When the pandemic receded enough that we could get in our car with dogs, SiriusXM, and our kids in the rearview mirror, we drove to South Carolina. Tina had endured the last year and almost another half while her mother languished with aging pets, her husband in an institution, and ultimately his death. As the miles melted away, we switched between MSNBC, the Beatles Channel and a mixtape of Soul, Steely Dan and Bill Withers.
For years we had dreamed of living anywhere, and now the pandemic had made our reality a shared reality. We’ll see how much this continues as companies try to find a way to combine this digital acceleration with a semblance of business life as we knew it. But by the time we got to the Charleston driveway, we were tired enough not to care much about how the captains of industry were going to do things.
We had calculated the trip for a Monday and arrive on a Thursday, three 16-hour days and then a day to rest before recording the next gang session. Instead, we left on Tuesday and arrived the evening before the meeting. Surprisingly, the combination. a three-hour time zone shift and simply recording on Zoom, two M1 Macs, and enough WiFi to get away with all added up to a relaxed session. I’ve been using the Blur mode on Zoom for a few months now, so everything felt almost normal. I was even allowed to joke with a few people who couldn’t tell exactly which coast we were on.
The dogs eagerly joined their summer booths, roamed the fenced back yard for a quick check, and then settled on our bed in strategic places around us. Our daughters fueled the Facetime video link with stories from friends and babies (our oldest is in her sixth month) and extended lives seemed possible. As reality entered, it somehow arrived with a gentleness we hope to get used to. Dinner with our youngest godparents was careful – no masks, but no hugs either – as we made our way to the next.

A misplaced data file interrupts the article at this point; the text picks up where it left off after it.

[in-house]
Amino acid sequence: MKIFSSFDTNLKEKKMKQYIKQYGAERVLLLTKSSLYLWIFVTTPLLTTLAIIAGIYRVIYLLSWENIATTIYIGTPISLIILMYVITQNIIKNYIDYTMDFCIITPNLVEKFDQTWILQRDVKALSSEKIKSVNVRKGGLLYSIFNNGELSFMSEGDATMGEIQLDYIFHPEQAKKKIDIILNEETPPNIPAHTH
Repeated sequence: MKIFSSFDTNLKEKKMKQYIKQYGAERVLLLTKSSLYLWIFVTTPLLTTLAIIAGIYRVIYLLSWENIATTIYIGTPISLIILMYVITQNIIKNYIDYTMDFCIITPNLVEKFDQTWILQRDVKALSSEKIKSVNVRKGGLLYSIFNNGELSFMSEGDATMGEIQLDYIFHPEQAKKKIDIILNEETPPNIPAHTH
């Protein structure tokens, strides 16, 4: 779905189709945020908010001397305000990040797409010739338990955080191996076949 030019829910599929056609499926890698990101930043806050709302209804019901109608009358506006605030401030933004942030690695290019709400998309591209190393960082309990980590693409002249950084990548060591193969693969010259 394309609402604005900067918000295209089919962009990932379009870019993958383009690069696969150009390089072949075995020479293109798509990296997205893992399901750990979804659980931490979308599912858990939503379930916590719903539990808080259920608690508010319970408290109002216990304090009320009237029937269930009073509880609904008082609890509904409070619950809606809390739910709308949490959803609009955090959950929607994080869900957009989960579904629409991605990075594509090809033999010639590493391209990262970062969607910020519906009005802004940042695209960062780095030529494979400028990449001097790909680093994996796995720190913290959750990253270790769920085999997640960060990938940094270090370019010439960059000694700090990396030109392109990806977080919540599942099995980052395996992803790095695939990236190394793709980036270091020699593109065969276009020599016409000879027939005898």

Our first show here was followed by a train wreck consisting of dueling and uncomfortable management couples. The show started jokingly when Brent Leary tried to apologize (kind of) for his comments on one of his shows about the Gillmor Gang. It seems, he joked, that our show was rudderless and was often a good opportunity to take a nap.
But then Brent said he hoped neither Tina nor I would watch the reel in real time, which of course I was too. Now I was both pissed off and actually more amused. Brent’s instincts lie somewhere between Harpo Marx’s brilliant silence and an unerring ability to push back a question that was supposed to prove that he was not preoccupied with a comment that not only proved that it was him but that he preferred not to add anything say. Brilliant, devastating and friendly at the same time. So I used the moment to call him and say that of course I’m watching.
In the next gang recording session, there were Brent’s repeated attempts to apologize, or at least explain, but I kept interrupting him. The result was a fun but diffuse start to the show that turned into a debate about social media and the First Amendment that we often cannot avoid. As usual, no light was shed and the show remains unpublished.
from the Gillmor Gang newsletter
The Gillmor Gang – Frank Radice, Michael Markman, Keith Teare, Denis Pombriant, Brent Leary and Steve Gillmor. Recorded live on Friday, June 25, 2021.
Produced and directed by Tina Chase Gillmor @tinagillmor
@fradice, @mickeleh, @denispombriant, @kteare, @brentleary, @stevegillmor, @gillmorgang
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